Project description:The Helicobacter pylori babA gene encodes an outer membrane protein that mediates binding to fucosylated ABH antigens of the ABO blood group. We recently demonstrated that BabA expression is lost during experimental infection of rhesus macaques with H. pylori J166. We sought to test the generality of this observation by comparison of different H. pylori strains and different animal hosts. Challenge of macaques with H. pylori J99 yielded output strains that lost BabA expression, either by selection and then expansion of a subpopulation of J99 that had a single-base-pair mutation that encoded a stop codon or by gene conversion of babA with a duplicate copy of babB, a paralog of unknown function. Challenge of mice with H. pylori J166, which unlike J99, has 5' CT repeats in babA, resulted in loss of BabA expression due to phase variation. In the gerbil, Leb binding was lost by replacement of the babA gene that encoded Leb binding with a nonbinding allele that differed at six amino acid residues. Complementation experiments confirmed that change in these six amino acids of BabA was sufficient to eliminate binding to Leb and to gastric tissue. These results demonstrate that BabA expression in vivo is highly dynamic, and the findings implicate specific amino acid residues as critical for binding to fucosylated ABH antigens. We hypothesize that modification of BabA expression during H. pylori infection is a mechanism to adapt to changing conditions of inflammation and glycan expression at the epithelial surface.
Project description:Helicobacter pylori BabA adhesin metastability could yield variants with potential for periodic activation and deactivation of their mediated adherence. babA/B or babB/A chimeras could play an important role in translational regulation. We investigated the frequency of different bab gene profiles in paired isolates from antrum and corpus recovered from patients with chronic gastritis. Isolates from 174 biopsies from 34 patients were included, and bab genes at the three common chromosomal loci were investigated. Inter-micro-niche variation was found in 1/4 patients, counting duplicate copies of babA or babB, babB/A or babA/B chimeras, opposite location of babA and babB or babC and babB, and absence of babB ATG translational codon. Truncated BabA was identified in 2/34 patients without inter-micro-niche variation. Isolates from 12/34 patients harbored babA/B or babB/A chimeras -either in one, several or all micro-niches indicating that chimera formation is a common mechanism to control BabA expression. To note, babA gene was absent in 11/34 patients, and in this population, babA/B chimeras which lack expression predominated over babB/A, able to exhibit Le(b) binding phenotype.
Project description:The BabA adhesin mediates high-affinity binding of Helicobacter pylori to the ABO blood group antigen-glycosylated gastric mucosa. Here we show that BabA is acid responsive-binding is reduced at low pH and restored by acid neutralization. Acid responsiveness differs among strains; often correlates with different intragastric regions and evolves during chronic infection and disease progression; and depends on pH sensor sequences in BabA and on pH reversible formation of high-affinity binding BabA multimers. We propose that BabA's extraordinary reversible acid responsiveness enables tight mucosal bacterial adherence while also allowing an effective escape from epithelial cells and mucus that are shed into the acidic bactericidal lumen and that bio-selection and changes in BabA binding properties through mutation and recombination with babA-related genes are selected by differences among individuals and by changes in gastric acidity over time. These processes generate diverse H. pylori subpopulations, in which BabA's adaptive evolution contributes to H. pylori persistence and overt gastric disease.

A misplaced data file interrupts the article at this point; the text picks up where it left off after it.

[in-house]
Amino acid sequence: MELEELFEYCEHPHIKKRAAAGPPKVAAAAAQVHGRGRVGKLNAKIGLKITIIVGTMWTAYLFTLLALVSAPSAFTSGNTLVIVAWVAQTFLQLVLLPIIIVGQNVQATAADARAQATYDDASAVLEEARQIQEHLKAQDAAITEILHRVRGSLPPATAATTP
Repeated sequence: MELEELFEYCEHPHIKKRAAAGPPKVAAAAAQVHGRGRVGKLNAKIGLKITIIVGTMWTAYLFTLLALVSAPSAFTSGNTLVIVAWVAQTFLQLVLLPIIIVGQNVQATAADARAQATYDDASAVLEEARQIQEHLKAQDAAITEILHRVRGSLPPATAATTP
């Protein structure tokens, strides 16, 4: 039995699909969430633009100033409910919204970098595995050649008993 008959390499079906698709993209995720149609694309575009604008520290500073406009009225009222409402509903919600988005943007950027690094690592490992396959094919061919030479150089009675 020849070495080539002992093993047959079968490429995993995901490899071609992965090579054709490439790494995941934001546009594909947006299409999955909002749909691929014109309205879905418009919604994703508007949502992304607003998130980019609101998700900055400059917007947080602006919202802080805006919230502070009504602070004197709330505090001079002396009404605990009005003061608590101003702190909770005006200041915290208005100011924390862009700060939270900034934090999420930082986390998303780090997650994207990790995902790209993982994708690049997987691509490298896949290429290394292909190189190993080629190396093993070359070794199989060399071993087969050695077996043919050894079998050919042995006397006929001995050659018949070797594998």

Project description:The BabA adhesin of Helicobacter pylori is an outer membrane protein that binds to the fucosylated Lewis b histo-blood group antigen on the surface of gastric epithelial cells. We screened a phage-displayed ScFv (single-chain fragment variable) recombinant antibody library for antibodies reactive with a recombinant BabA fragment and identified two such antibodies. Each antibody recognized an approximately 75-kDa protein present in wild-type H. pylori strain J99 but absent from an isogenic babA mutant strain. An immunoreactive BabA protein was detected by at least one of the antibodies in 18 (46%) of 39 different wild-type H. pylori strains and was detected more commonly in cagA-positive strains than in cagA-negative strains. Numerous amino acid polymorphisms were detected among BabA proteins expressed by different strains, with the greatest diversity occurring in the middle region of the proteins. Among the 18 strains that expressed a detectable BabA protein, there was considerable variation in the level of binding to Lewis b in vitro. Heterogeneity among H. pylori strains in expression of the BabA protein may be a factor that contributes to differing clinical outcomes among H. pylori-infected humans.